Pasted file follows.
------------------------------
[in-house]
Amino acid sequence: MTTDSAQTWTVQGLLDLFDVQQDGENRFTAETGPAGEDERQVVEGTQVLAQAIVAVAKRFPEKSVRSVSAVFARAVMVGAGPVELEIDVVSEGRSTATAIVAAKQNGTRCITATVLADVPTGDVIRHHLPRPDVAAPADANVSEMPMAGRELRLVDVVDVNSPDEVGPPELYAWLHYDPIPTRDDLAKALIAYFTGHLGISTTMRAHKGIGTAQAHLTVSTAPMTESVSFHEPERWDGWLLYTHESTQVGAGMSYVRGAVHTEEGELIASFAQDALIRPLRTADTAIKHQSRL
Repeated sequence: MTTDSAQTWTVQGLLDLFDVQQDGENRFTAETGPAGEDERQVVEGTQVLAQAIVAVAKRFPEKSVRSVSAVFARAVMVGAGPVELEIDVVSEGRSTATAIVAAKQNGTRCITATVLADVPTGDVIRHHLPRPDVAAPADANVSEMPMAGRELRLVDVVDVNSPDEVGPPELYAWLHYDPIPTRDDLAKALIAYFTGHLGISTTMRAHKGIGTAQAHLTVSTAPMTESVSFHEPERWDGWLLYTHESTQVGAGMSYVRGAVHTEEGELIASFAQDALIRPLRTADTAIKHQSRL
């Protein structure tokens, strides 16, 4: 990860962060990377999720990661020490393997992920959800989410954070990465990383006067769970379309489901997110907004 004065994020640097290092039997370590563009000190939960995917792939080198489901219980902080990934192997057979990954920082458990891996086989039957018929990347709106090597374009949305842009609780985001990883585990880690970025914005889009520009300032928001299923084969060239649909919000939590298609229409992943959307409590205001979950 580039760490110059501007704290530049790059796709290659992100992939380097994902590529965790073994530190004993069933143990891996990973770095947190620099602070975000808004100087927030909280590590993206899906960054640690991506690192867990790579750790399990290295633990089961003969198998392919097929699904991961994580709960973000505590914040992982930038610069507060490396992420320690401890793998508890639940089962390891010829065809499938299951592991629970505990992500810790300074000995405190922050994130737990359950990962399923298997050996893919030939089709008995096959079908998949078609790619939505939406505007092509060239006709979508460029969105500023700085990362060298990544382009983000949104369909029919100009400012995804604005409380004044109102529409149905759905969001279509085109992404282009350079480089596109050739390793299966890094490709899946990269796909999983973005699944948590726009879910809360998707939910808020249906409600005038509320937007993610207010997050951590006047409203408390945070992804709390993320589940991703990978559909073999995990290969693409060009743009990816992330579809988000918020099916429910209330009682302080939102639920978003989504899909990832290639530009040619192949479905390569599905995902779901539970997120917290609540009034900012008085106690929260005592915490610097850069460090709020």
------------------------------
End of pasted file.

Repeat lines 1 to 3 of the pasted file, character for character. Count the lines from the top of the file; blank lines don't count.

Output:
[in-house]
Amino acid sequence: MTTDSAQTWTVQGLLDLFDVQQDGENRFTAETGPAGEDERQVVEGTQVLAQAIVAVAKRFPEKSVRSVSAVFARAVMVGAGPVELEIDVVSEGRSTATAIVAAKQNGTRCITATVLADVPTGDVIRHHLPRPDVAAPADANVSEMPMAGRELRLVDVVDVNSPDEVGPPELYAWLHYDPIPTRDDLAKALIAYFTGHLGISTTMRAHKGIGTAQAHLTVSTAPMTESVSFHEPERWDGWLLYTHESTQVGAGMSYVRGAVHTEEGELIASFAQDALIRPLRTADTAIKHQSRL
Repeated sequence: MTTDSAQTWTVQGLLDLFDVQQDGENRFTAETGPAGEDERQVVEGTQVLAQAIVAVAKRFPEKSVRSVSAVFARAVMVGAGPVELEIDVVSEGRSTATAIVAAKQNGTRCITATVLADVPTGDVIRHHLPRPDVAAPADANVSEMPMAGRELRLVDVVDVNSPDEVGPPELYAWLHYDPIPTRDDLAKALIAYFTGHLGISTTMRAHKGIGTAQAHLTVSTAPMTESVSFHEPERWDGWLLYTHESTQVGAGMSYVRGAVHTEEGELIASFAQDALIRPLRTADTAIKHQSRL